Even the backtracking element, so prevalent in Zelda games is mitigated to a large degree. The overworld is peppered with magical weather vanes that not only allow you to save your game, but also act as a sort of fast-travel system allow you to travel between them with ease. There is a caveat though; some items you can’t get from Ravio and you will need to find them – with no indication of where they might be. Some higher level gear, like robes that make you take less damage for example, are hidden away within specific dungeons, so there is still an optimum order. The dungeons themselves aren’t as taxing as those you’ll find in previous games, but they’re still impeccably designed, and there’s bound to be a puzzle or two that’ll leave you scratching your chin for a moment. Sidequests and collectibles fluff out the experience, but I have to say it’s not particularly long for a Zelda game; you could easily be done adventuring in 20 hours.


If you’ve played A Link to the Past, this sequel is a glorious love letter to fans, taking those fond memories and reshaping them, reminding you why you fell in love with the series in the first place. If you’ve never played the 16-bit gem, A Link between Worlds is simply exceptional; a must own, must play game that one of the best you’ll find on the 3DS, or indeed any system this year.

Last Updated: November 27, 2013

The Legend of Zelda: A Link Between Worlds
A Link Between Worlds blends nostalgic familiarity with newfangled fantasy, introducing innovation with sacrificng any of what made its forebear great. It's an incredible adventure for fans old and new.
The Legend of Zelda: A Link Between Worlds was reviewed on Nintendo 3DS
91 / 100

Geoffrey Tim

Editor. I’m old, grumpy and more than just a little cynical. One day, I found myself in possession of a NES, and a copy of Super Mario Bros 3. It was that game that made me realise that games were more than just toys to idly while away time – they were capable of being masterpieces. I’m here now, looking for more of those masterpieces.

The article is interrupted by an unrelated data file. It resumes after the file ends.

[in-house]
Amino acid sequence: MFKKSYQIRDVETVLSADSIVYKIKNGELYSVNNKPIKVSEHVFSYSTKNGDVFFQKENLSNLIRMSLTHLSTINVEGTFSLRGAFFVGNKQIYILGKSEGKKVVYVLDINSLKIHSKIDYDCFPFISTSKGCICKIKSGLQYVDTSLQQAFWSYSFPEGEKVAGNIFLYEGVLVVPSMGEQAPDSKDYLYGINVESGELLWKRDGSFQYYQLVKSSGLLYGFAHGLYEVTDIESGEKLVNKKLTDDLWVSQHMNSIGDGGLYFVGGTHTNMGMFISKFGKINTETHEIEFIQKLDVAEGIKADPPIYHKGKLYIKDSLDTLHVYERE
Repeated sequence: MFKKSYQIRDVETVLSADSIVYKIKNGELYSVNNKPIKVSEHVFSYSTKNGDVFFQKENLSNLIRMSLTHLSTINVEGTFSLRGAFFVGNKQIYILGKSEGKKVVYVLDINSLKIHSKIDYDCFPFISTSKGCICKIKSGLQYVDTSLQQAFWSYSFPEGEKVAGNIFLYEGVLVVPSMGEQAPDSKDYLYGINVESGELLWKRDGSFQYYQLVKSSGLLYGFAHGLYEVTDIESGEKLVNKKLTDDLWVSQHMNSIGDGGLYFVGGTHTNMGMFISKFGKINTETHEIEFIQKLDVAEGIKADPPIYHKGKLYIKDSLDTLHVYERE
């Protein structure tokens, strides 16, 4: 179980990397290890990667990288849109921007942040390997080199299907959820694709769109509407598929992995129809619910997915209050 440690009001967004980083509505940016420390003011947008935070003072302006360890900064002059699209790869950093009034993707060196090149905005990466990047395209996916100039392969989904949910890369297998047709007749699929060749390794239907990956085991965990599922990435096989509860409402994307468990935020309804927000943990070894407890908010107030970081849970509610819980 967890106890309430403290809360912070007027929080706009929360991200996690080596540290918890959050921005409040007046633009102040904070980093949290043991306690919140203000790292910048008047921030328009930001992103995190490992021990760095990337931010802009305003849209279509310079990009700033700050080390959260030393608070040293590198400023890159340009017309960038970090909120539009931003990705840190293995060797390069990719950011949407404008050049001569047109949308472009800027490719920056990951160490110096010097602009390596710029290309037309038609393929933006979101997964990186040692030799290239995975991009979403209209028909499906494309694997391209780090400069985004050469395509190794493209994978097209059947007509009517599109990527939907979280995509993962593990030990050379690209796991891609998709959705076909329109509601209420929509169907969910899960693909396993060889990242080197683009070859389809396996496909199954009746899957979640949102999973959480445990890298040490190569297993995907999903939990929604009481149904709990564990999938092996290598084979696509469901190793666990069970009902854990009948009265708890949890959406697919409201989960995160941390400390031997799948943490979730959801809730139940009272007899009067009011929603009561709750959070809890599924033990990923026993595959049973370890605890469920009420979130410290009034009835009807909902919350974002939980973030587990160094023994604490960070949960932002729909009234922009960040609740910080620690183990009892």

• Vampyric Squirrel of the Sith

    Geoff, Is this game the reason you didn’t mind giving up the Mario download code?

    Nice Review as always by you… more games making me want a 3DS…

    • TiMsTeR1033

      only R1499 lol

      • Vampyric Squirrel of the Sith

        While stocks last?

    • It certainly helped. 😉

      • Vampyric Squirrel of the Sith

        Glad it helped… but it’s almost Mario time for you… lucky bastid!

        • TiMsTeR1033

          what I would give to play New mario game with friends!

  • Admiral Chief Duke

    Damn, looks like I need to start eyeballing a 3DS with my bonus moolah

    • Jim Lenoir (Banana Jim)

      Get a 3DS and a Vita – both devices are fantastic! I carry both of them with me now (in the gadget bag)

      • Vampyric Squirrel of the Sith

        the new, improved gadget man… plays games wherever he is… screw crime

  • Unavengedavo(aka. MadeYouLook)

    Is this what Zelda would look like if he was a girl?…

    • Vampyric Squirrel of the Sith

      Pretty much

    • TiMsTeR1033

      sexy sexy!!

    • …Zelda is a girl. Link is the hero.

      • Unavengedavo(aka. MadeYouLook)

        Take it you didn’t look closely at the picture?

        • Vampyric Squirrel of the Sith

          That’s a pic of a female Link… not of Zelda 😛

        • I saw the trollface..though it’s not where i was looking.

          • Unavengedavo(aka. MadeYouLook)

            Well if you noticed it first then I think you would prefer him to be a boy 😛

    • Aussious

      You mean Link… I’ll never look at her I mean him the same way again…

    • Aussious


  • oVg

    Now just give me a bigger screen and I WILL BE ALL OVER THIS HANDHELD LIKE WHITE ON RICE.

  • RyseandRepeat

    man this brings back some great memories. Really. What a game! Nice review bro.

  • Umar Seeker of Truth

    A link to the past along with minish cap are some of my fav Zelda titles. That’s it…time to get a 3ds…time to put my DS to rest now and upgrade…need this in my life

  • Churze

    I’m not complaining about the score…I just don’t understand this review.
    He didn’t REALLY name any flaws. You need to justify your score, not just base it off of how much you enjoyed the game (imo).